Previously Tres Seaver wrote:
> The installer for a 'Plone Site' replaces the root acl_users with a PAS:
>  I've argued that this is poor practice (inexcusably rude, actually),
> but they seem determined to continue it.

Rewriting the PlonePAS install code and checking if we can remove the
root acl_users changing logic is on my todo list. The whole PlonePAS
install code is somewhat nasty unfortunately.

> >   Now I can only add users from the ZODB User Manager under 
> > /acl_users/users, 
> > there is nowhere to add a user from an Add buttion as in the older version 
> > of 
> > Zope.
> Correct.  In PAS, there are actually potentially muttiple user sources
> (e.g,, SQL, LDAP, NTLM, etc.).  Adding them to the 'ZODB users' plugin
> is the "cognate" of the od "Add" button.

I started writing some PAS documentation recently that may give some
useful background information. You can find it at

> >   I can add roles from ZODB Role Manager in /acl_users/roles but these 
> > roles 
> > don't show up under the Security tab on any page.  I can add local roles 
> > under the Security tab and they don't show up in /acl_users/roles. 
> Correct.  The roles in the PAS plugin are used to control "global"
> grants to the users;  the roles you set on a folder (even the root), are
> about "local" grants.

The is (imho) a buglet here: creating new roles now involves creating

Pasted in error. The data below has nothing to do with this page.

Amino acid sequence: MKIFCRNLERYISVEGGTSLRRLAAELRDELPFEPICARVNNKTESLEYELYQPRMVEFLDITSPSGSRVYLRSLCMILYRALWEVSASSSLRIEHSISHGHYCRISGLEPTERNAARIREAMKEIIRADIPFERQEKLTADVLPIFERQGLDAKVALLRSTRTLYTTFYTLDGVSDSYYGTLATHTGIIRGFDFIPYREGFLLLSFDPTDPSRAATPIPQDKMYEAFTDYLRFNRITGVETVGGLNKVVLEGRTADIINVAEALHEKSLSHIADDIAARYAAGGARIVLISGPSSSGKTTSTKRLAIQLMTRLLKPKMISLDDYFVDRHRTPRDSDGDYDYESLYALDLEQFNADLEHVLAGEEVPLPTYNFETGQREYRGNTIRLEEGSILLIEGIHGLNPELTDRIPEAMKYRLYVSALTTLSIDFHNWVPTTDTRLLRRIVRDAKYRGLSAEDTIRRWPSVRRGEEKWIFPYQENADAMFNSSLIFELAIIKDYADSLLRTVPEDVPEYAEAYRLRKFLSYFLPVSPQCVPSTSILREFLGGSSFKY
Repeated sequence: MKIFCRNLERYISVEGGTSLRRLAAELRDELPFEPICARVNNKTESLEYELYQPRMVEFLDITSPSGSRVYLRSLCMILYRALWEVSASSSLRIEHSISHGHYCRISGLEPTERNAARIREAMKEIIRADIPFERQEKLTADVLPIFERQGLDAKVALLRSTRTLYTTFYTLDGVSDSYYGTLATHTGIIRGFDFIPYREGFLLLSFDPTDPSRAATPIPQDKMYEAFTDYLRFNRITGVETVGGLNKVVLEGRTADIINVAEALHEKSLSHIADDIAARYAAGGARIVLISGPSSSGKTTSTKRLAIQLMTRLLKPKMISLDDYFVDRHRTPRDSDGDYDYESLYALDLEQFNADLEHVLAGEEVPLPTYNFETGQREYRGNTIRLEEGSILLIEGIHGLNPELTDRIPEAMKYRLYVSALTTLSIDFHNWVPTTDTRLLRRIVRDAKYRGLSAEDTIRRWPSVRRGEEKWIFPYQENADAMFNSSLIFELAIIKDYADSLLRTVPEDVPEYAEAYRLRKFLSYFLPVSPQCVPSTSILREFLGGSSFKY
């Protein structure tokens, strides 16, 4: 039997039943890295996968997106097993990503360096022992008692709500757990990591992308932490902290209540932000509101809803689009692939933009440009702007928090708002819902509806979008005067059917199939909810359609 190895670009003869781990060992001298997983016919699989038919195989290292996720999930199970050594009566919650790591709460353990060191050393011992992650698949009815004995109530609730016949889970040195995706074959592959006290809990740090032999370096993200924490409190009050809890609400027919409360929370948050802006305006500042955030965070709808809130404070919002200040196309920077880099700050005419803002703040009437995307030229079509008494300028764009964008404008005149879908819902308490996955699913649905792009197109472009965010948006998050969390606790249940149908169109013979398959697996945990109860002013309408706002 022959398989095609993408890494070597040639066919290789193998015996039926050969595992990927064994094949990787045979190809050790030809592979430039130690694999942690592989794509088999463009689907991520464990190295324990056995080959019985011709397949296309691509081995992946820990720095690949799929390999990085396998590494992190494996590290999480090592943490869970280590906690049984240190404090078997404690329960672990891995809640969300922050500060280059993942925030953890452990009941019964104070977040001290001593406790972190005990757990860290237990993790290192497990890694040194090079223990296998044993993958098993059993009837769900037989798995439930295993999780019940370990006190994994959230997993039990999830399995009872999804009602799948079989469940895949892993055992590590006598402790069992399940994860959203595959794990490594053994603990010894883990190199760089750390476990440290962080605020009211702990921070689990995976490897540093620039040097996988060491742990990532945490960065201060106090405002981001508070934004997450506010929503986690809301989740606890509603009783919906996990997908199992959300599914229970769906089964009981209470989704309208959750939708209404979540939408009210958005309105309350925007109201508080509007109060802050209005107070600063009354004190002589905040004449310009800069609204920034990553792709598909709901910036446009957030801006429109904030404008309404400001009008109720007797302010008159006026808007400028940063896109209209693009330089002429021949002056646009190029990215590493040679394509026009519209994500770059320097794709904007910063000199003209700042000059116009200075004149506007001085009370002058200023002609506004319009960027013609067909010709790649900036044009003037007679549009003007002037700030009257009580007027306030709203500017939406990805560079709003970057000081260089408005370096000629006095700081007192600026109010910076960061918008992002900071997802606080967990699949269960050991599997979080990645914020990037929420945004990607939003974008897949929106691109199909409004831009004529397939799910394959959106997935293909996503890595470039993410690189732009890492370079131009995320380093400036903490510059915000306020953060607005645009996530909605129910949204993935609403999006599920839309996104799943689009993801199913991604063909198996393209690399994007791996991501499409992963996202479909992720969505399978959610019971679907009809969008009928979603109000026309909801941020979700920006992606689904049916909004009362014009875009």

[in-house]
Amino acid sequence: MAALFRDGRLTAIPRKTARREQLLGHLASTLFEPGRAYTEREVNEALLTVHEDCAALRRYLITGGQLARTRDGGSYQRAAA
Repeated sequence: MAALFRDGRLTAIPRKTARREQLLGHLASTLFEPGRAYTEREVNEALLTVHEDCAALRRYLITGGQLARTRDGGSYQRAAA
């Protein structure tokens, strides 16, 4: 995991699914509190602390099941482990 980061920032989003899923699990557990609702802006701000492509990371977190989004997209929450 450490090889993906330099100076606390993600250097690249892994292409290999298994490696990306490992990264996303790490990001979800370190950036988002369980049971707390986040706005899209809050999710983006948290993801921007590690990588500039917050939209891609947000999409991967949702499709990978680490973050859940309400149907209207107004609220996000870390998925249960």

both in the PAS roles manager and in the ZMI security tab.
ZODBRoleManager takes a snapshot of all existing roles in its
manage_afterAdd method, but never updates that list later. 

Following your logic it would make more sense if the ZODBRoleManager
did not make a snapshot of existing roles to make the distinction
between global and local roles more obvious.

The whole local vs global roles thing always seems to get me confused

> > Am still searching the WEB and archives in the meantime.
> The better list for this would be [EMAIL PROTECTED] (CC'ed), which
> deals with PAS specifics.

How do and [EMAIL PROTECTED] related to
each-other? I've always wondered that.


Wichert Akkerman <[EMAIL PROTECTED]>    It is simple to make things.                   It is hard to make things simple.
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